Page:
There's nothing I can add to that. I wish I had a Kato when I was first starting out. I was using an old manual Underwood then and every day I found myself covered with White Out. It took me many years to teach myself what little I know now of the craft.
Hey, Kato! I'm no longer a playwright. Well, for a while anyway. 3/4 through my first (completed) novel. This time I am actually writing with $$$ on my mind. A new experience; money. ~Edd
Michael, I have one thing to add to what Kato said. Do NOT start making changes because others suggested them. Listen to your gut as well as those kind folks who will read NO LOVE. It will only be you who will take the accolades or the blame. The play will have your name on it. The best to you and your writing adventure. ~Edd
P.S. Michael, have you worked on screenplays, as well? Your use of "log line" threw me. I guess I've been secluded in my cabin in the woods writing my anti-Capitalism screed for far too long.
Have you gotten some of your actor friends together to read it out loud to you?
Some tips for this are be sure you are in the role of listener - so have enough actors to fill the roles. People can play multiple roles (whether or not they would actually be doubled in a production), it's just best to cast different people as characters that will be talking to each other.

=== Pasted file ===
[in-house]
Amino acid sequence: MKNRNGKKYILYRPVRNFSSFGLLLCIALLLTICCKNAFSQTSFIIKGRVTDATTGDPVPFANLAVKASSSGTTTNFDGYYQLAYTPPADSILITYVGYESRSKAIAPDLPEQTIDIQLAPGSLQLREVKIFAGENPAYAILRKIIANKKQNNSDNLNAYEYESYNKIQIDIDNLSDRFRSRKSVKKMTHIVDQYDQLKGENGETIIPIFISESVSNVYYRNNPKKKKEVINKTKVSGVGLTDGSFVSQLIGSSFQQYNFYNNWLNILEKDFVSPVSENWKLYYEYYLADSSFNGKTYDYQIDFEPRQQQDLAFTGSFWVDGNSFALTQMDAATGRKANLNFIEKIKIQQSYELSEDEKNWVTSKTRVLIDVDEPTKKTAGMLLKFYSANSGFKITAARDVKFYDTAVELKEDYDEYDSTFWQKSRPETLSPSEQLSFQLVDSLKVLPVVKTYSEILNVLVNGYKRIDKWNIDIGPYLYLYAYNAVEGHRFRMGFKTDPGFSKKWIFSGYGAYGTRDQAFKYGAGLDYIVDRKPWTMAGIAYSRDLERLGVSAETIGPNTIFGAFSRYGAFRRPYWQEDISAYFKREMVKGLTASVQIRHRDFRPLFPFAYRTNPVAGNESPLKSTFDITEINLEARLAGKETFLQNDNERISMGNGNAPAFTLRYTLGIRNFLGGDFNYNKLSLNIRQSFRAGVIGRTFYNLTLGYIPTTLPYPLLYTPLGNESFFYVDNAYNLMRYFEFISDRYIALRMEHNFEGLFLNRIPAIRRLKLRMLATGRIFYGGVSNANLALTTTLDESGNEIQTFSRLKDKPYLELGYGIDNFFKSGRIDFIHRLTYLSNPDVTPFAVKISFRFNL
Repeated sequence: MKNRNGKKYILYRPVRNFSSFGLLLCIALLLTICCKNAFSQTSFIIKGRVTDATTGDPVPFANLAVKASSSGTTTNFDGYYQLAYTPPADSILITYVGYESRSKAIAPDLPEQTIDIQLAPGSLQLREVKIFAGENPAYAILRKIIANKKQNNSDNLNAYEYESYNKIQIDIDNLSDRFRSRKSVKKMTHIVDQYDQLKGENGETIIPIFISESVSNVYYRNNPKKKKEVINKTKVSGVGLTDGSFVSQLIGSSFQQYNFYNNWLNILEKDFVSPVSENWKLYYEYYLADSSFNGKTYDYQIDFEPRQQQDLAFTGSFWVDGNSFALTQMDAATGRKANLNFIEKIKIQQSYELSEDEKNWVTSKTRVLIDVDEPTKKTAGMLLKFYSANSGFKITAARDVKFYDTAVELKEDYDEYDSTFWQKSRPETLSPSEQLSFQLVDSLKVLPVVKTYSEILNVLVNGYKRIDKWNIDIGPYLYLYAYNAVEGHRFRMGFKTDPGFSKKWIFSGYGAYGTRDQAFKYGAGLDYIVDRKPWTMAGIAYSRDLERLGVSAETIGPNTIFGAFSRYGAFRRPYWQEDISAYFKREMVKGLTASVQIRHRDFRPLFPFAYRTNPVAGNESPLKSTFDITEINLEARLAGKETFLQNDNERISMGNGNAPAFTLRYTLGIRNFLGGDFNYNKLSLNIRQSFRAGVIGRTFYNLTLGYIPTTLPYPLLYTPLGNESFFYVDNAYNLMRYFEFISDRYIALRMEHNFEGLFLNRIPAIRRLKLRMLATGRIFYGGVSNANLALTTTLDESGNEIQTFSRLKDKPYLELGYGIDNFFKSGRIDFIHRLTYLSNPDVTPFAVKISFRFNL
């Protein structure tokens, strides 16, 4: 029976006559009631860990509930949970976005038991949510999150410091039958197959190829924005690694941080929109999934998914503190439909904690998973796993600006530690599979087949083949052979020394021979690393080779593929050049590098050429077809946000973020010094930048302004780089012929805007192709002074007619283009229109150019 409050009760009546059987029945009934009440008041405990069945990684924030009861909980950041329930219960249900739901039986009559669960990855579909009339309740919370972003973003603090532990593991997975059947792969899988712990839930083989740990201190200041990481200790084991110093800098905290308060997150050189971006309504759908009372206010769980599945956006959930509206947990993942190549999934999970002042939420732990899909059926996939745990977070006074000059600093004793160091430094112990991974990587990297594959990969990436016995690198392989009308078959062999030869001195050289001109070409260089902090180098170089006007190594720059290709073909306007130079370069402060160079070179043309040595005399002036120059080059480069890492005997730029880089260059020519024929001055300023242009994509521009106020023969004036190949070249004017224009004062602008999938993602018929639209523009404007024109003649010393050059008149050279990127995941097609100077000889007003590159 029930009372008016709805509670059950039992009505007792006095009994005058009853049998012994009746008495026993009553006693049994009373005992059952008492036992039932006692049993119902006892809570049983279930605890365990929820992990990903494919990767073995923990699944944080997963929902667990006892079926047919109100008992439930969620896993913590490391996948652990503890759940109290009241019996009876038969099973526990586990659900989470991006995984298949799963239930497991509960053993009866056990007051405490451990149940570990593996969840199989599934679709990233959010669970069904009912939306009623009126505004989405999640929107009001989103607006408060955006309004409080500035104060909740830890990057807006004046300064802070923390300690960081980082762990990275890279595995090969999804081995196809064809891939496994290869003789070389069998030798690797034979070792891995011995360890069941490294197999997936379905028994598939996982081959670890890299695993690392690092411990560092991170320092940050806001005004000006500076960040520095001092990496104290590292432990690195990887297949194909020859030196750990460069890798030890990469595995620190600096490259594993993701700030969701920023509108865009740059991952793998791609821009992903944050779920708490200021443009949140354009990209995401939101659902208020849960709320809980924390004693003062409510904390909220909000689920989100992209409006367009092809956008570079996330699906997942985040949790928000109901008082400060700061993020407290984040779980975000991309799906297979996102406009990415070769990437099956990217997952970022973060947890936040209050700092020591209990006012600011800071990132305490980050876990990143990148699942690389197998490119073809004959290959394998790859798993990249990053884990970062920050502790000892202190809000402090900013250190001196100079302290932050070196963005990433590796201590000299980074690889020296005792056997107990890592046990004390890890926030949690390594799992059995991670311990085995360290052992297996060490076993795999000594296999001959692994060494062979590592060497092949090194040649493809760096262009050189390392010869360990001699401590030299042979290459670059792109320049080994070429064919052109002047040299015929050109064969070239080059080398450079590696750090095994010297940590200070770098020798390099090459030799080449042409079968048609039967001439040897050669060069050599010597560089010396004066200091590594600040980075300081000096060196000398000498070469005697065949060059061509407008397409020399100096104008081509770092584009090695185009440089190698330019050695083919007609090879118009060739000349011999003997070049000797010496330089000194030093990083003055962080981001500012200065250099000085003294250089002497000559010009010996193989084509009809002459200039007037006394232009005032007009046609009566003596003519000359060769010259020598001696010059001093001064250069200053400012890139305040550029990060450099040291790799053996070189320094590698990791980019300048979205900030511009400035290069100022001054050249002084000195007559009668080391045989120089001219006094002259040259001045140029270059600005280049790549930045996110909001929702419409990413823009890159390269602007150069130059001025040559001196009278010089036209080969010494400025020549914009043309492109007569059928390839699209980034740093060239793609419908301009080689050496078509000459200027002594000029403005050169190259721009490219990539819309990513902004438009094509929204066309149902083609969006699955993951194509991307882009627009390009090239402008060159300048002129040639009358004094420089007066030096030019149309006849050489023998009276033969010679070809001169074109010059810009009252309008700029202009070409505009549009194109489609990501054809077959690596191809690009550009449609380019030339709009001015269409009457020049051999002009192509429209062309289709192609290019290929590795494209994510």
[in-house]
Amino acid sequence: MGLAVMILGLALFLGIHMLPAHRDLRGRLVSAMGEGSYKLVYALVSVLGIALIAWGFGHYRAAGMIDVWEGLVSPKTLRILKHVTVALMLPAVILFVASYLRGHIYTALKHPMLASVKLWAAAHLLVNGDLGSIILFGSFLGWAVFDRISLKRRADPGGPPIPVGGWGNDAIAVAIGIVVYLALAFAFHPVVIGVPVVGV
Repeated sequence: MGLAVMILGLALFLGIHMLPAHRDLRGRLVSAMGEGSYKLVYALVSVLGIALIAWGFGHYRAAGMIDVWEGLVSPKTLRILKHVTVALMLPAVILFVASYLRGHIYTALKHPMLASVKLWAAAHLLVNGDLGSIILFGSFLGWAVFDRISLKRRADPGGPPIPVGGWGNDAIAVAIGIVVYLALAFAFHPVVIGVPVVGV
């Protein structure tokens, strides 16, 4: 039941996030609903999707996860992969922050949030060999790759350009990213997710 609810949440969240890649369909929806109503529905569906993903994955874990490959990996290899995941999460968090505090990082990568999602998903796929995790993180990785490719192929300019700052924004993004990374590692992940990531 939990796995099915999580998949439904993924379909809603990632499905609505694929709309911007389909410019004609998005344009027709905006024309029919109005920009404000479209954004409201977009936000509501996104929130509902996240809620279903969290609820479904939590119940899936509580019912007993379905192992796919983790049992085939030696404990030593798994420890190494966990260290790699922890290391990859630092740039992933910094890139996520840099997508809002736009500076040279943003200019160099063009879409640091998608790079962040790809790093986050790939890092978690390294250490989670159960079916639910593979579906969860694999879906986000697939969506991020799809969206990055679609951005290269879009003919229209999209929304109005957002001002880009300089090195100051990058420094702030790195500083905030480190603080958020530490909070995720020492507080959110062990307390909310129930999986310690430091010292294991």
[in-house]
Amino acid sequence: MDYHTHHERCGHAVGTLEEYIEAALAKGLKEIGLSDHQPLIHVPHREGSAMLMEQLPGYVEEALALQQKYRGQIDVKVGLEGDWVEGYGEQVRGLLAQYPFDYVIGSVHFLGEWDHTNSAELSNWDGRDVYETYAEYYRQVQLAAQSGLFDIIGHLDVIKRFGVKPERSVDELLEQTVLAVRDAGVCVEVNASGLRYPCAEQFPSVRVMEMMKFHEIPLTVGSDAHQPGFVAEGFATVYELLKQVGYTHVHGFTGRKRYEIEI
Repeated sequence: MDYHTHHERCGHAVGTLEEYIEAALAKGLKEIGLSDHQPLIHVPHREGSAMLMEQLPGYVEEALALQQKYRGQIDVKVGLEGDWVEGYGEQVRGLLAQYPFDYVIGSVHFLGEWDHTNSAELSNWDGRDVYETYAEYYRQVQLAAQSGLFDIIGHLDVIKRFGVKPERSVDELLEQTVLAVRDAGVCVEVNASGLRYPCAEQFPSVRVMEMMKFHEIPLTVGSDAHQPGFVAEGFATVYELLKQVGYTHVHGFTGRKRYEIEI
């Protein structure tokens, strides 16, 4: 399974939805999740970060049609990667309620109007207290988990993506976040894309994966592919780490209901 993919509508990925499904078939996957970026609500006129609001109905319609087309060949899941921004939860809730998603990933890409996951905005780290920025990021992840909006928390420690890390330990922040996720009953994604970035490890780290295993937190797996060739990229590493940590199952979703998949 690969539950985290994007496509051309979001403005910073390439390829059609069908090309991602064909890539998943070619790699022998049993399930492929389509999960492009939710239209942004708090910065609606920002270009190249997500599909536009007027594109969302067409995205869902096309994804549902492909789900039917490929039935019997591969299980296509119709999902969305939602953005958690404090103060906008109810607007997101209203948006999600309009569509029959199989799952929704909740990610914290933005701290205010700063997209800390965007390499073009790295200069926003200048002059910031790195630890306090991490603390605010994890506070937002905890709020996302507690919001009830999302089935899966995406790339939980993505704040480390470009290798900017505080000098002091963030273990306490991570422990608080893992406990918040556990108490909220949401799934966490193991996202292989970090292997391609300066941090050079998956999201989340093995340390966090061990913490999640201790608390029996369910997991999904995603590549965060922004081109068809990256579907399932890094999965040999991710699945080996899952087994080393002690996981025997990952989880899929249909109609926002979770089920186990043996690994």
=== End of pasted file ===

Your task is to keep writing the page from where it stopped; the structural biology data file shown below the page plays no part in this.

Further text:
Provide snacks for afterward. Avoid crunchy or throat clogging foods (like cheese) during the reading itself.
Provide liquid, especially water, in case anyone needs a little something for their throat if they are speaking a lot.
Prepare a handful of questions to ask afterward like:
Who's story do you think it is? Why do you think that?
What problem do you think they were trying to solve/avoid/make in the beginning?
Did your understanding of that problem change at some point during the play? When? What made you think that?
While you are asking, try to avoid answering these questions yourself until you've heard from folks. If you start explaining things too soon, then you will miss an opportunity to learn how a new observer understood, or did not understand, your play.
And - let us know how it goes.
Congratulations on finishing a play. Many people never get it down on paper - so you're already ahead.
I've just completed a rough first draft of a full length play and I'd love some feedback.
It's called No Love.
Here's a logline:
A misanthropic college student obsessed with movies and death deals with the destruction of his family, friends, and romantic relationships by putting himself in the shoes of B movie protagonists, but things start to fall apart even further when he can no longer differentiate reality and fantasy.
If anyone would like to read the full 107 page first draft, please let me know.
Keep in mind it's still pretty rough, there are some problem areas I have identified and rereading I caught some typos I haven't fixed yet. I would love to get another pair of eyes on this thing so I can get it where it needs to be.